Exchange rate policy for Eastern Europe and a peg to the ECU
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Exchange rate policy for Eastern Europe and a peg to the ECU by Michael Davenport

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Published by Commission of the European Communities, Directorate-General for Economic and Financial Affairs in Brussels .
Written in English


Book details:

Edition Notes

StatementMichael Davenport.
SeriesEconomic papers / Commission of the European Communities -- no.90, Economic papers (Commission of the European Communities. Directorate-General for Economic and Financial Affairs) -- no.90.
ContributionsCommission of the European Communities. Directorate-General for Economic and Financial Affairs.
The Physical Object
Pagination50p. ;
Number of Pages50
ID Numbers
Open LibraryOL16443530M

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  A currency peg is a policy in which a national government sets a specific fixed exchange rate for its currency with a foreign currency or a basket of currencies. Pegging a currency stabilizes the. Abstract. The choice of exchange rate arrangement has been actively discussed within the Nordic countries. 1 A policy question that has been raised is, under what exchange rate regime the Nordics most likely would achieve their macroeconomic policy goals of high levels of employment and high levels of economic growth, and with stable prices. In general, the policy of keeping the exchange rate Author: Sinimaaria Ranki. Figure 1. A Spectrum of Exchange Rate Policies. A nation may adopt one of a variety of exchange rate regimes, from floating rates in which the foreign exchange market determines the rates to pegged rates where governments intervene to manage the value of the exchange rate, to a common currency where the nation adopts the currency of another country or group of : OpenStax. The European Exchange Rate Mechanism (ERM) II is a system introduced by the European Economic Community on 1 January alongside the introduction of a single currency, the euro (replacing ERM 1 and the euro's predecessor, the ECU) as part of the European Monetary System (EMS), to reduce exchange rate variability and achieve monetary stability in Europe.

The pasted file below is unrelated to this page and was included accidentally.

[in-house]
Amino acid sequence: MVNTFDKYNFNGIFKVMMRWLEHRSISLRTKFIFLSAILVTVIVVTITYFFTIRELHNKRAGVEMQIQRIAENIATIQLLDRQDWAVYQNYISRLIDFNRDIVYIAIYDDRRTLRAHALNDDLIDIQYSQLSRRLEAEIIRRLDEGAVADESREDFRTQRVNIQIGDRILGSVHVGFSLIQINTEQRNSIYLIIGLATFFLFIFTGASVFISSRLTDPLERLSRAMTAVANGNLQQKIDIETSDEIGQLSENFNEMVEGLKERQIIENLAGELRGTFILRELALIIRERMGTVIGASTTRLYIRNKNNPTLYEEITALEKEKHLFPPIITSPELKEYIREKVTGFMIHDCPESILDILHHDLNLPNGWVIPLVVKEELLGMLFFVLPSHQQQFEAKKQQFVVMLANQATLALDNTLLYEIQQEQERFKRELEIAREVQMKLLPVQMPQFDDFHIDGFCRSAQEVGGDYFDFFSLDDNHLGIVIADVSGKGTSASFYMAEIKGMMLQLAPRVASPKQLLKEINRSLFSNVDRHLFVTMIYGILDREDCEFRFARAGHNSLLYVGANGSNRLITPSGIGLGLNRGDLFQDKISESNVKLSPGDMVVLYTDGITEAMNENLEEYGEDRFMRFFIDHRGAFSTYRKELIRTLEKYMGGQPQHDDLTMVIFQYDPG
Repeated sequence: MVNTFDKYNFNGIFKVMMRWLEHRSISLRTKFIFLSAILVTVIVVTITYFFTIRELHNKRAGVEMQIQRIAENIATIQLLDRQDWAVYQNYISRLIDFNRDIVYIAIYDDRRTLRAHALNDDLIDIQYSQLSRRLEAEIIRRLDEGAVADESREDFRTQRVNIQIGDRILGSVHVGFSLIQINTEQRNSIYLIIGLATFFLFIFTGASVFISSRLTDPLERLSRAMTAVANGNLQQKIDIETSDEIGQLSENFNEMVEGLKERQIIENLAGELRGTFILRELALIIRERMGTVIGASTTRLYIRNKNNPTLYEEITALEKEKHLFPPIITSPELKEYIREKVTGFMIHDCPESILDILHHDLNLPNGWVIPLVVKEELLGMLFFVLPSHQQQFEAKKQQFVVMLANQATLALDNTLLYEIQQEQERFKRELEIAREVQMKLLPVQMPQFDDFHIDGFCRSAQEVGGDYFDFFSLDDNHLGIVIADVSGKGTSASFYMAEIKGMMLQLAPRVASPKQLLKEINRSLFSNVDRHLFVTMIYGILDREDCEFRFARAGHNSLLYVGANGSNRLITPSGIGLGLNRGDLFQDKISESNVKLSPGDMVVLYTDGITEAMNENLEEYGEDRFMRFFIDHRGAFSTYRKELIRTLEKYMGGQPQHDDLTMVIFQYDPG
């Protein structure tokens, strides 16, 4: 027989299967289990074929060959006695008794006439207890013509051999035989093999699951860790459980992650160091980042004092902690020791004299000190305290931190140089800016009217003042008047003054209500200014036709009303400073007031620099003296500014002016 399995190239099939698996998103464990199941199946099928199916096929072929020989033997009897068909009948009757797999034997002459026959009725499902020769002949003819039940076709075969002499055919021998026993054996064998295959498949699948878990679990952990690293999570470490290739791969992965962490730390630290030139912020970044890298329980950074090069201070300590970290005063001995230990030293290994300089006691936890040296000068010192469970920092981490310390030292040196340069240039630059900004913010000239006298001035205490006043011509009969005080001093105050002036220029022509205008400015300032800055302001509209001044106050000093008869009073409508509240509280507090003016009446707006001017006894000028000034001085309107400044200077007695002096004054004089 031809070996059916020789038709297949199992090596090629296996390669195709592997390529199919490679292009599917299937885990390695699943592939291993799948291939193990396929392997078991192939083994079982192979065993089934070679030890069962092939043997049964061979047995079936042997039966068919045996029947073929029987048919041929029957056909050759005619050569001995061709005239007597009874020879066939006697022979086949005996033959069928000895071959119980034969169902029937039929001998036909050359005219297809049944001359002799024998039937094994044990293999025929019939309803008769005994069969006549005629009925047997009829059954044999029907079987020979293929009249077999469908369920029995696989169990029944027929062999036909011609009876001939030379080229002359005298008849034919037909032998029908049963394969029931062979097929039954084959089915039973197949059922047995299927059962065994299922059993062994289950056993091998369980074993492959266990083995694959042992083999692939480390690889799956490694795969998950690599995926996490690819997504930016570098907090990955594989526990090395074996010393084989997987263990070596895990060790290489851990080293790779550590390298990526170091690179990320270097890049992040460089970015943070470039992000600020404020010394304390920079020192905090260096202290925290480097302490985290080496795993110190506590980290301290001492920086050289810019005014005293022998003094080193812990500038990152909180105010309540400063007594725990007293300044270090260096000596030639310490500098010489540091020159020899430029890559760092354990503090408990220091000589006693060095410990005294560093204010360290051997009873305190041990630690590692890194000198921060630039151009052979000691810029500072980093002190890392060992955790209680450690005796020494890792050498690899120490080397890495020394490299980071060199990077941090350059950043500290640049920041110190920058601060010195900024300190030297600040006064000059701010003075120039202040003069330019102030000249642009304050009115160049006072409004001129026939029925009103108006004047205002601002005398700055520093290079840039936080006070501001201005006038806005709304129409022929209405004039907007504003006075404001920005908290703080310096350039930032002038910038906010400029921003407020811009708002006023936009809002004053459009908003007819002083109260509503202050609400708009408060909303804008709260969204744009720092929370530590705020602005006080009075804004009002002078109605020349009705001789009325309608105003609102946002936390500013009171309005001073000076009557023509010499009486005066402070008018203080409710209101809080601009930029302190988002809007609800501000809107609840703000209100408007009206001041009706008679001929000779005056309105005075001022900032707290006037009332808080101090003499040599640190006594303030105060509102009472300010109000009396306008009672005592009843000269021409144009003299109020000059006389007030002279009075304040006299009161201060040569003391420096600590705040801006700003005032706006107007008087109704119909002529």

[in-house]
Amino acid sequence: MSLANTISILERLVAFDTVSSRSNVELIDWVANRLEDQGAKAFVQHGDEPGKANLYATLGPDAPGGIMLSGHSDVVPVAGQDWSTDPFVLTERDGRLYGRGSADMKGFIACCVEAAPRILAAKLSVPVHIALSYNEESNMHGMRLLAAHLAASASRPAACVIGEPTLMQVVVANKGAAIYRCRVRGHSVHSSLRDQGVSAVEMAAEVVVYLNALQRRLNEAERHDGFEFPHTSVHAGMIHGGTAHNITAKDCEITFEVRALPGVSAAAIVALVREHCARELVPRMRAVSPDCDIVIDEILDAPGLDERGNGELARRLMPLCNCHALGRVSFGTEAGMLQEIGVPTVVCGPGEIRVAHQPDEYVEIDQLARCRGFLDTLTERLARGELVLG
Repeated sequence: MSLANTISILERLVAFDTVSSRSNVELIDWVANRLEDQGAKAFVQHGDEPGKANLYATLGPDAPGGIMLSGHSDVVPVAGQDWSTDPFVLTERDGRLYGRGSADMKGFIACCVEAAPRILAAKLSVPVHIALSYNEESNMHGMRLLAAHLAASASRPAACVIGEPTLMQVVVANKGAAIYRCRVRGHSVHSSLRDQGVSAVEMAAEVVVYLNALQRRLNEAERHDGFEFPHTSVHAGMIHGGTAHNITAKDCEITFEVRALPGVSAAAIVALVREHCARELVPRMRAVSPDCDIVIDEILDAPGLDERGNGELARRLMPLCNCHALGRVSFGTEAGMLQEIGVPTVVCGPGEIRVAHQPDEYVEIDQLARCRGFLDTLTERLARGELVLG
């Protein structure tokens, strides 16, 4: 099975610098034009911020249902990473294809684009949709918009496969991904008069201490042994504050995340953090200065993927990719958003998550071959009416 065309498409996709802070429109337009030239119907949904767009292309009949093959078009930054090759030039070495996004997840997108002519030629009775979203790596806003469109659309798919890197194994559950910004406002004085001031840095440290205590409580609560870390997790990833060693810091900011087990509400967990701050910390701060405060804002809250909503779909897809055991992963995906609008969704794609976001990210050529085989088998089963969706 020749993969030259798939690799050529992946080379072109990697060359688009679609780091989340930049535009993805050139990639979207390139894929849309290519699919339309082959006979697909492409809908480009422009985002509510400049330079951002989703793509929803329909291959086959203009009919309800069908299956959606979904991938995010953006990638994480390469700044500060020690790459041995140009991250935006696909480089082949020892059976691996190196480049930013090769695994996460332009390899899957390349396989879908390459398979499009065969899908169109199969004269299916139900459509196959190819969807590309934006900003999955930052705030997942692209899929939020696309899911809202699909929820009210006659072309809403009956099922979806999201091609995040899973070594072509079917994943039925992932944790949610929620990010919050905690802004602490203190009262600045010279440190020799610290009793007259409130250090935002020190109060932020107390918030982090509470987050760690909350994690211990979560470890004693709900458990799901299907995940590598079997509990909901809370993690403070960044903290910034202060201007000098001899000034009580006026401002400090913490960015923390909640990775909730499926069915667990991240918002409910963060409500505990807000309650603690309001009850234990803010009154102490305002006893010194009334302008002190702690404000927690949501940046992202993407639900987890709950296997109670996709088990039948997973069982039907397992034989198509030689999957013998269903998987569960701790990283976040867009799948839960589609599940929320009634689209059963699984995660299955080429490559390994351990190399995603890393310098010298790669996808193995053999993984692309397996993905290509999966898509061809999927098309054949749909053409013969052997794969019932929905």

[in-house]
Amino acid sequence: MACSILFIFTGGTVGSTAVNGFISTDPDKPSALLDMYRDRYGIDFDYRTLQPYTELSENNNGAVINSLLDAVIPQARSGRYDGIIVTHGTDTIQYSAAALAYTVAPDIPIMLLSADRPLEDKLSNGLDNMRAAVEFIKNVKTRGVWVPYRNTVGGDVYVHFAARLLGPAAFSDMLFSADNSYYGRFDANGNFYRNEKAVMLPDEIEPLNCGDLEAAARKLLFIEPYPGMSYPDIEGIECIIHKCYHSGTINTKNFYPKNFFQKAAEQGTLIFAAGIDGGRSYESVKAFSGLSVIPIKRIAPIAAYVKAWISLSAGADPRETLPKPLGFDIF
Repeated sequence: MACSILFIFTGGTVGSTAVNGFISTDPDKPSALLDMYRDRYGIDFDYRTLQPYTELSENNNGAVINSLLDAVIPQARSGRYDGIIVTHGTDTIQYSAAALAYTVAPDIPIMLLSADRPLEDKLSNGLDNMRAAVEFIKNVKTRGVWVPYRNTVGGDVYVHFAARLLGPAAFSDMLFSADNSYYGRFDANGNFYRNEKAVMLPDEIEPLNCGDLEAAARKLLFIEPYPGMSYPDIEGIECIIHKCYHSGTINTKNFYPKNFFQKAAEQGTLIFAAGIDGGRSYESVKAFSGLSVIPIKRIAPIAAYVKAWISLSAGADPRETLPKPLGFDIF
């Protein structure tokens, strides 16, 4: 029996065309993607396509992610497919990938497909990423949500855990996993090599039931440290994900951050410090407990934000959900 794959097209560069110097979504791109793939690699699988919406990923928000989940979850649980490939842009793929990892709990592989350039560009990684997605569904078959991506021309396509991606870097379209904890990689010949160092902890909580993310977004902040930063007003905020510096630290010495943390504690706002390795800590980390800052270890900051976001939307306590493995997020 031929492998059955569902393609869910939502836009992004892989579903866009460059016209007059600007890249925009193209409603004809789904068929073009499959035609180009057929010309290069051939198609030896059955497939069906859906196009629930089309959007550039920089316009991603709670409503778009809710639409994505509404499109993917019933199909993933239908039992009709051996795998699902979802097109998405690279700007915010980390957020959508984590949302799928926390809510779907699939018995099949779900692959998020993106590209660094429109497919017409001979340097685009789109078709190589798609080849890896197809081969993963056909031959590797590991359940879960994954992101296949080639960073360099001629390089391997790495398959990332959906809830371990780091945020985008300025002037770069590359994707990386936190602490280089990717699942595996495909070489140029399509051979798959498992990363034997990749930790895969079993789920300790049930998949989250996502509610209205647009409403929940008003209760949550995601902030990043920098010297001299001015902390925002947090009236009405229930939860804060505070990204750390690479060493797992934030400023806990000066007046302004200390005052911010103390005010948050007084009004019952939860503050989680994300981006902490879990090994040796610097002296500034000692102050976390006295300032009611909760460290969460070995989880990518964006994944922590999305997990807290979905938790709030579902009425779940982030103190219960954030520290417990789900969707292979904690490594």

No. 90 Exchange Rate Policy for Eastern Europe and a Peg to the ECU, by Michael Davenport (March ). No. 91 The German Economy after Unification: Domestic and European Aspects, by Jürgen Kröger and Manfred Teutemann (April ). No. 92 Lessons from Stabilisation Programmes of Central and Eastern European Countries, Exchange Rate Regimes in Emerging Europe 5th Regional Meeting of Governors Umag, March , Bas B. Bakker Senior Regional Resident Representative for Central and Eastern Europe. Almost any type of Exchange Rate Regime can be found in (non-CIS) CESEE floating risks de-anchoring monetary policy. These statistics relate to the core tasks of the ECB, such as providing liquidity to the banking system, steering interest rates in the euro area and issuing euro banknotes. You will also find the balance sheet of the ECB and the Eurosystem, as well as the reference exchange rates of the euro vis-à . Exchange rates for the Euro against foreign currencies from Europe are displayed in the table above. The values in the Exchange Rate column provide the quantity of foreign currency units that can be purchased with 1 Euro based on recent exchange rates. To view Euro historical exchange rates, click on the Table and Graph links.

European central bank policy is already taking place today in an informal way. It comprises, in short, European exchange rate management and interest rate policy decisions within and without the European Monetary System (EMS). A focal point of such policy actions are the money market operating targets of European Central Banks. Eastern Europe for the past 20 years. Among these countries, Hungary stands out as having tried a number of exchange rate regimes – from the adjustable peg in ‐ to free float since In the first part, this paper analyses the macroeconomic performance of Hungary during the past. In the strongest version of the proposal, the ECU would literally circulate in Eastern Europe; in more moderate versions, the link would be a currency board or a simple peg. At the same time, in its resolution of , the European Council stated that “exchange rates should be seen as the outcome of all other economic policies”. This represents a general feature of exchange rate policies, as the exchange rate cannot be determined by one single actor.